You may have heard of it before. It’s an herb named Bacopa monnieri—Bacopa for short—but it also goes by the name brahmi and has been used in Ayurvedic medicine for centuries, particularly for its brain health benefits.
What was presumed about Bacopa in the distant past has been confirmed by science in modern times. For example, back in 1996 at the International Brain Research Conference, it was highlighted that regular consumption of Bacopa cut back the time required to learn new tasks by a whopping 50 percent.
Along similar lines, the Department of Psychology at the University of Wollongong in Wollongong, Australia, in their academic paper Chronic effects of Brahmi (Bacopa monnieri) on human memory concluded that the results showed a significant effect of Bacopa on a test for the retention of new information. In the study, 76 adults between the ages of 40 and 65 years of age took part in the double-blind, randomized, placebo-controlled study in which a variety of memory functions were tested.
More recently, a study that took place in 2012 by scientists at Khon Kaen University in Thailand, had some study participants take Bacopa for a 12-week time period, while others took a placebo. After 12 weeks, those who took Bacopa scored higher in mental processing tests than those who took the placebo.
Why the impressive results from Bacopa? The University of Michigan Health System attributes the benefits to Bacopa’s bacosides, chemical compounds that repair damaged neurons, thereby improving nerve impulse transmission.
But wait. . . there’s even more to the benefits of Bacopa.
A study in the Journal of Alternative and Complementary Medicine cited that elderly volunteers who took a daily dose of 300 milligrams of Bacopa indicated greater improvement in attention and in verbal information processing than those who took a placebo. As a result, the study’s authors said that regular consumption of Bacopa can support cognitive function and lessen cognitive deterioration as well as mental unhealth that can frequently plague the aged population.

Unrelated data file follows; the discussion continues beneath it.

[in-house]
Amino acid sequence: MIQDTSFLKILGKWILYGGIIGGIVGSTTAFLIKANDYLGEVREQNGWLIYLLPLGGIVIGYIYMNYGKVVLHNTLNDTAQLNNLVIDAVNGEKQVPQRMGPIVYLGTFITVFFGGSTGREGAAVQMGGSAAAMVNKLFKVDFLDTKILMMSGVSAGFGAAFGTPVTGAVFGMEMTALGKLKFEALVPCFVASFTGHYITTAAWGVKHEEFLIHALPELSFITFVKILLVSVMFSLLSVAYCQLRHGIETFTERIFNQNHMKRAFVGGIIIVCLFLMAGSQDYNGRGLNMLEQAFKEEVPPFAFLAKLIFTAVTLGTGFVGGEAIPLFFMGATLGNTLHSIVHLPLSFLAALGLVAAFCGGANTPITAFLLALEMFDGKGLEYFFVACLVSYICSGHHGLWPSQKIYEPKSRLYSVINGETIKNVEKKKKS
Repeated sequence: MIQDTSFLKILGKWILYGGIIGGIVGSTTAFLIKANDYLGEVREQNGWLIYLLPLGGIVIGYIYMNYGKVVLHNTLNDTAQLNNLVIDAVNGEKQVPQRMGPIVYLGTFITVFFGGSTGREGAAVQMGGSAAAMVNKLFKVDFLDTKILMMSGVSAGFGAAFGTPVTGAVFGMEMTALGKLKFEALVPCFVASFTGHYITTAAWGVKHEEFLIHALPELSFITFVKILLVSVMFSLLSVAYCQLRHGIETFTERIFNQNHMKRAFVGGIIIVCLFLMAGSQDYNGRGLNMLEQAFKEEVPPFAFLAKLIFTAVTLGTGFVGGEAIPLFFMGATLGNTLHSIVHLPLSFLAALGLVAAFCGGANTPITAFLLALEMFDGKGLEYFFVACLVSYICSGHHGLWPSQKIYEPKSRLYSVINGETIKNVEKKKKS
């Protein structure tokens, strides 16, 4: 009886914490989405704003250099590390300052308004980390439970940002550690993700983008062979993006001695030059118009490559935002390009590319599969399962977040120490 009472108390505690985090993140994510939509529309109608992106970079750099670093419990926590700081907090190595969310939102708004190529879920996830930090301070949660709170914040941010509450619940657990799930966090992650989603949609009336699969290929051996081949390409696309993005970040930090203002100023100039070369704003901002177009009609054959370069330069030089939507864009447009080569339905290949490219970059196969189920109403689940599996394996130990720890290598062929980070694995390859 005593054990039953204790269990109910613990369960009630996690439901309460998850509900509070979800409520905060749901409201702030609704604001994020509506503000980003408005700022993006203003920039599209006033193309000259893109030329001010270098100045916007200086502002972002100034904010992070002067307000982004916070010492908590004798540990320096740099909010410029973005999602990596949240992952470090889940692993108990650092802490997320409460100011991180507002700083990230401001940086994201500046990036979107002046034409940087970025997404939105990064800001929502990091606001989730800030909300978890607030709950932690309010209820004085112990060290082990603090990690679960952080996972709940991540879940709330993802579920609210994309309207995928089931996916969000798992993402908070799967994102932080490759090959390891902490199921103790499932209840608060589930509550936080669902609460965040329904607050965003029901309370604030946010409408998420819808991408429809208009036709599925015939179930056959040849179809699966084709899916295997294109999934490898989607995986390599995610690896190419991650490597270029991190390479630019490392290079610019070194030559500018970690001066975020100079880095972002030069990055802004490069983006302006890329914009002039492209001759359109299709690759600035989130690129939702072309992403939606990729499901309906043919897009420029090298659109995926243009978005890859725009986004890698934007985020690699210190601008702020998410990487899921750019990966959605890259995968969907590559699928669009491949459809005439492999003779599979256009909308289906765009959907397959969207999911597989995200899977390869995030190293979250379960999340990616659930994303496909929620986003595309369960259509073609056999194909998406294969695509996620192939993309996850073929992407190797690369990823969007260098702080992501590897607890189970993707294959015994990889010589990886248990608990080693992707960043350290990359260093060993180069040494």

Then there are Bacopa’s mood-boosting capabilities. Bacopa has been linked to improved mood as well, including relief from stress, anxiety, nervousness and other mood sappers. This benefit is due to its chemical properties which support the effects of mood-regulating neurotransmitters such as serotonin and acetylcholine. What’s perhaps even better is that these positive mood effects are achieved without any adverse side effects, unlike many prescriptions that are supposed to help support a healthy mood.
Additionally, Bacopa is noted for supporting the production of beneficial mucus in the gastrointestinal tract. In so doing, it provides protection from intestinal dryness, constipation and even stomach ulcerations. Likewise, Bacopa guards the villi of the intestines, whose chief role is to assist in nutrient absorption. Therefore, Bacopa helps to absorb those important vitamins and minerals from the food we eat, which is why many people choose to take Bacopa before or during meals.
Add that to the fact that Bacopa can help relax bronchioles and the blood vessels surrounding airway passages—to support respiratory health—and you have one impressive herb.
Bacopa. . . it’s a brain booster and much more.